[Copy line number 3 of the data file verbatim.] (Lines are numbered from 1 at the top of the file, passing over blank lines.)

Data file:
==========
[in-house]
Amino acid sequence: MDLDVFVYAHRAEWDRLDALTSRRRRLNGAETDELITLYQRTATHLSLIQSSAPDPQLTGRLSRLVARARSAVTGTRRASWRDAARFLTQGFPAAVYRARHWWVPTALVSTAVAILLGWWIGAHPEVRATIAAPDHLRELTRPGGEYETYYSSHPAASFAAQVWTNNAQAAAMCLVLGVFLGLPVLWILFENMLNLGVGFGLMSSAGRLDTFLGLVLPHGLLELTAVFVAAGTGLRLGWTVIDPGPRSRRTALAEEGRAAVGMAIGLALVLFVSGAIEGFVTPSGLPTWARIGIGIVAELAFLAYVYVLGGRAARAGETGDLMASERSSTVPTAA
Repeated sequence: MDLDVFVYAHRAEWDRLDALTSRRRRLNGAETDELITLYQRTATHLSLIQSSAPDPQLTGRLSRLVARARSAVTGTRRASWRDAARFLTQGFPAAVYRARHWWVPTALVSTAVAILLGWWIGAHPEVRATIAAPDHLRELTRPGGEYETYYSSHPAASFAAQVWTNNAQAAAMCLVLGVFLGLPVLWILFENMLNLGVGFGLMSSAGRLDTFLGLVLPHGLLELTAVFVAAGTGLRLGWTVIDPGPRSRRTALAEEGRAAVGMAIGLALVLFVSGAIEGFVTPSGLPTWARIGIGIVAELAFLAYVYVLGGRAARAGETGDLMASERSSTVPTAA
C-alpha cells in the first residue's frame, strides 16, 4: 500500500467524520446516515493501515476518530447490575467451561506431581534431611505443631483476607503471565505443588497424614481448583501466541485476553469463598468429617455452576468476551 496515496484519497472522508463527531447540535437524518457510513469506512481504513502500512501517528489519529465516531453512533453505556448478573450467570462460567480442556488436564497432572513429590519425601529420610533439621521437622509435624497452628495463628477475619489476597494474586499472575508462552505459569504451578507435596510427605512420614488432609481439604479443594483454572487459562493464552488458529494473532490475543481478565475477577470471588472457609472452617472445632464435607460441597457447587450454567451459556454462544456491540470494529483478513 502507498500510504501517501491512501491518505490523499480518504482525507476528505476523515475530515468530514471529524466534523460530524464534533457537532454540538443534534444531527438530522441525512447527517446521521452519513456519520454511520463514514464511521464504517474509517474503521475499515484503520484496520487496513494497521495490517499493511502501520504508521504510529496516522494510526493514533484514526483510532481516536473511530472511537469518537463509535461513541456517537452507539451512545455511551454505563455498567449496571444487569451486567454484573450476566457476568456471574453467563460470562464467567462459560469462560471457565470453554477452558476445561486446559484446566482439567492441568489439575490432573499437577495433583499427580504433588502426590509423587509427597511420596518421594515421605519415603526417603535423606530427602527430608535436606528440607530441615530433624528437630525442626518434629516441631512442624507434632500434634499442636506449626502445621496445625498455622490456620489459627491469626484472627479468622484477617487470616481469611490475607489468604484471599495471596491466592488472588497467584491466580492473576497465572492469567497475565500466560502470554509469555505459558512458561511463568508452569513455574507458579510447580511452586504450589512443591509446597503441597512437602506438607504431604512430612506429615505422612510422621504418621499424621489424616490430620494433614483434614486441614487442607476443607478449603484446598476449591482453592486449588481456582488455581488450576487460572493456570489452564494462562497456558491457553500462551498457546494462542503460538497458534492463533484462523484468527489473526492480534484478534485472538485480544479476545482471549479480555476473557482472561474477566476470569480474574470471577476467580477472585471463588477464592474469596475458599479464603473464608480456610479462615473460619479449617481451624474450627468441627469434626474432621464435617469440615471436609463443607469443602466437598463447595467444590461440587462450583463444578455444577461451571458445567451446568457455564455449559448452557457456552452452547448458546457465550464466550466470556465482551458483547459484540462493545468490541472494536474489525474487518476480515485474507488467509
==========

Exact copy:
Repeated sequence: MDLDVFVYAHRAEWDRLDALTSRRRRLNGAETDELITLYQRTATHLSLIQSSAPDPQLTGRLSRLVARARSAVTGTRRASWRDAARFLTQGFPAAVYRARHWWVPTALVSTAVAILLGWWIGAHPEVRATIAAPDHLRELTRPGGEYETYYSSHPAASFAAQVWTNNAQAAAMCLVLGVFLGLPVLWILFENMLNLGVGFGLMSSAGRLDTFLGLVLPHGLLELTAVFVAAGTGLRLGWTVIDPGPRSRRTALAEEGRAAVGMAIGLALVLFVSGAIEGFVTPSGLPTWARIGIGIVAELAFLAYVYVLGGRAARAGETGDLMASERSSTVPTAA